A plan’s price tag can depend on age, tobacco use, where you live, and number of people covered. But, beginning in 2014, those with pre-existing conditions can’t be refused coverage or charged more for insurance.

People can choose from four, color-coded coverage levels. Platinum-level plans feature pricier monthly premiums and lower out-of-pocket costs, while a bronze plan means paying a smaller premium but shouldering more of the cost when receiving care.

All plans must cover, at a minimum, the same “essential benefits,” services that include hospitalization, mental health care, maternity care, and prescription drugs.

A 21-year-old, nonsmoking Lucas County resident who chooses one silver-level plan offered by HealthSpan, an insurer owned by Catholic Health Partners, would pay a monthly premium of $203.57. A 43-year-old on the same plan would have a $276.24 monthly premium, and a 64-year-old would have a $610.89 premium, according to rates provided by HealthSpan. Depending on their income, those plan buyers could be eligible for tax breaks to lower the cost.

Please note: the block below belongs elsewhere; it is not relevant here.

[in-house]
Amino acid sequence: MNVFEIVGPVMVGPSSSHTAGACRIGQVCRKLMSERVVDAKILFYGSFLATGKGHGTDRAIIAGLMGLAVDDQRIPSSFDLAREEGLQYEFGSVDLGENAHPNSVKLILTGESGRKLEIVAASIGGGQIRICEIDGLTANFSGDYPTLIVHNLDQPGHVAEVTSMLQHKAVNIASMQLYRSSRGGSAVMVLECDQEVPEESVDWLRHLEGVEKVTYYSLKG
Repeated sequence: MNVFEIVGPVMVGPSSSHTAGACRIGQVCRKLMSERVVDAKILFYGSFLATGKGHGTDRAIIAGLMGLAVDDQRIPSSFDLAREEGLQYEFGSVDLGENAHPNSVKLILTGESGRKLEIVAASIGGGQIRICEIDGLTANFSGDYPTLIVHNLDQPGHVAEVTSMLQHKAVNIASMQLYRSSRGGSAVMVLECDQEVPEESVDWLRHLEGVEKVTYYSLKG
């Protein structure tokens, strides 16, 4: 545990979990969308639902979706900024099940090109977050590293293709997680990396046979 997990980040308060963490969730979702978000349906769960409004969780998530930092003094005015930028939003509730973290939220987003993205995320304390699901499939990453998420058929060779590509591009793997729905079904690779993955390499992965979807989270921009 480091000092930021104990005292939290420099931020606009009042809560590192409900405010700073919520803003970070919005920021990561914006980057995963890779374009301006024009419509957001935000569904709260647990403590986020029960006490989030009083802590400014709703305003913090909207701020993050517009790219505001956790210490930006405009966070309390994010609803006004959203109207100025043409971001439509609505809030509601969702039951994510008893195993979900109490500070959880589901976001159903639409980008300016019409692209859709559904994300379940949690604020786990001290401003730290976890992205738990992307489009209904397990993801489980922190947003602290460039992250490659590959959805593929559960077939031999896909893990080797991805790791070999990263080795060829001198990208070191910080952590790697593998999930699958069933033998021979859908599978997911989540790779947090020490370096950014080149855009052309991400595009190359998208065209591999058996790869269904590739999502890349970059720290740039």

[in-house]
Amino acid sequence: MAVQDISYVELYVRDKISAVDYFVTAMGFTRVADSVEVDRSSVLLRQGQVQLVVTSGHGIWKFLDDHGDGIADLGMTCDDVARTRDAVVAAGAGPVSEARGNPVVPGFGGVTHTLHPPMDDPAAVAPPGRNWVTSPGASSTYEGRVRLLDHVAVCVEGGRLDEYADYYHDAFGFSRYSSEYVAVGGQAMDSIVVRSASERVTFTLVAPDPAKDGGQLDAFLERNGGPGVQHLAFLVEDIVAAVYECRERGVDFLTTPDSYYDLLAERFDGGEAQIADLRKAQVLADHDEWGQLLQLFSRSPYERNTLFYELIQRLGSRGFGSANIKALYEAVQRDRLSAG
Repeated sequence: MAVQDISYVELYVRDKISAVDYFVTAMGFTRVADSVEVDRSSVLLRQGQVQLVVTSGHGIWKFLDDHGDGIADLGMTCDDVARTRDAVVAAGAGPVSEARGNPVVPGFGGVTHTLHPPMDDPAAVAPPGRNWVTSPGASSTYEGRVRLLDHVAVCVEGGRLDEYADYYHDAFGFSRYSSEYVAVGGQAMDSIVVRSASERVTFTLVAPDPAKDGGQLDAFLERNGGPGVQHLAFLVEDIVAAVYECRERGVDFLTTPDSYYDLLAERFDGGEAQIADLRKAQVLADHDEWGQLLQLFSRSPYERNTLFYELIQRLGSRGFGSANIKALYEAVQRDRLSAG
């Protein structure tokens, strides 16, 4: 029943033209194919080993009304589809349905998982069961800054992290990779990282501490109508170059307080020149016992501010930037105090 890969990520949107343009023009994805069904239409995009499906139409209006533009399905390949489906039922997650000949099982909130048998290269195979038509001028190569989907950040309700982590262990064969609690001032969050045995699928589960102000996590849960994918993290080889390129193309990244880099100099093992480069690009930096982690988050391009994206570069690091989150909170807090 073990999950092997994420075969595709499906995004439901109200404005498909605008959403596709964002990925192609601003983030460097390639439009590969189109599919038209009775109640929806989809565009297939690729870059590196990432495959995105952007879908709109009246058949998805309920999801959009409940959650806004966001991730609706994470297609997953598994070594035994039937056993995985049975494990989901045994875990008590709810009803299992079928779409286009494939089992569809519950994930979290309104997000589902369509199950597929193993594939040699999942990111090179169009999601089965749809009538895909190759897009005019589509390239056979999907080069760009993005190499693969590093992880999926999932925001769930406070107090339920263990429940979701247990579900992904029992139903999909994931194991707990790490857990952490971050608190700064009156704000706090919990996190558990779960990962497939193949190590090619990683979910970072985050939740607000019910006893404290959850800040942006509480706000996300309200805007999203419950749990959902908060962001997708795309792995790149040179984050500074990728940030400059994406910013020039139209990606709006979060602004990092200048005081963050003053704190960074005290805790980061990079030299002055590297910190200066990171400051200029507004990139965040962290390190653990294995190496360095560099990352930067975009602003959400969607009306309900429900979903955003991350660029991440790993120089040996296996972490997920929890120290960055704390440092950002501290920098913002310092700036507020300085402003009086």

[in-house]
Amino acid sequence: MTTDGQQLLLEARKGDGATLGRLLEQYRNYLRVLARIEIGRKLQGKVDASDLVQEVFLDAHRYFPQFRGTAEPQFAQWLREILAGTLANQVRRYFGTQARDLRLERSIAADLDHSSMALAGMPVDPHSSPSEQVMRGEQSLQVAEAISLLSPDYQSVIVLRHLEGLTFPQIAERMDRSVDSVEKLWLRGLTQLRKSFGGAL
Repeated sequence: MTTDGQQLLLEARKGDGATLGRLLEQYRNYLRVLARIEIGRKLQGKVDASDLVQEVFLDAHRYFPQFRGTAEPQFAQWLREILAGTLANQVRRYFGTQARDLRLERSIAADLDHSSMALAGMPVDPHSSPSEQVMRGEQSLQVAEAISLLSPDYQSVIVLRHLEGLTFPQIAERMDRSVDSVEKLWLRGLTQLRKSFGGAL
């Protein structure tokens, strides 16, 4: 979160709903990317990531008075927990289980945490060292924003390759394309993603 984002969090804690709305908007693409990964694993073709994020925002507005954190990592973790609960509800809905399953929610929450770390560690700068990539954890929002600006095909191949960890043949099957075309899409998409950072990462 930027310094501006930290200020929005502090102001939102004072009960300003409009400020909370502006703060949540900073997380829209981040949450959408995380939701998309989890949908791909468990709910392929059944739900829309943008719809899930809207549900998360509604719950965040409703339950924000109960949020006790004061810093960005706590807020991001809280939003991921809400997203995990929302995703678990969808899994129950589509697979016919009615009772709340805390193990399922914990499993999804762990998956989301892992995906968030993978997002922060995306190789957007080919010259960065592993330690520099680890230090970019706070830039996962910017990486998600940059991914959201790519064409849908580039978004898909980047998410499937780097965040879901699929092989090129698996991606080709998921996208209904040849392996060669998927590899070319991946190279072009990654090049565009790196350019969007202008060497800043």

Those who receive Medicare, the government insurance program for people age 65 and older and those with certain disabilities, don’t need to enroll in the marketplace.


Those who receive Medicaid, health coverage based on factors such as family size and income, also don’t need to enroll in a marketplace plan.

Ohio has yet to decide on expanding Medicaid to cover those earning up to 138 percent of the federal poverty level. Michigan agreed to expand the program. Without expansion, some low-income Ohioans, many of whom are people without dependent children, would fall through coverage cracks and not receive subsidies for marketplace plans or qualify for Medicaid, according to the Health Policy Institute of Ohio.

Employer plans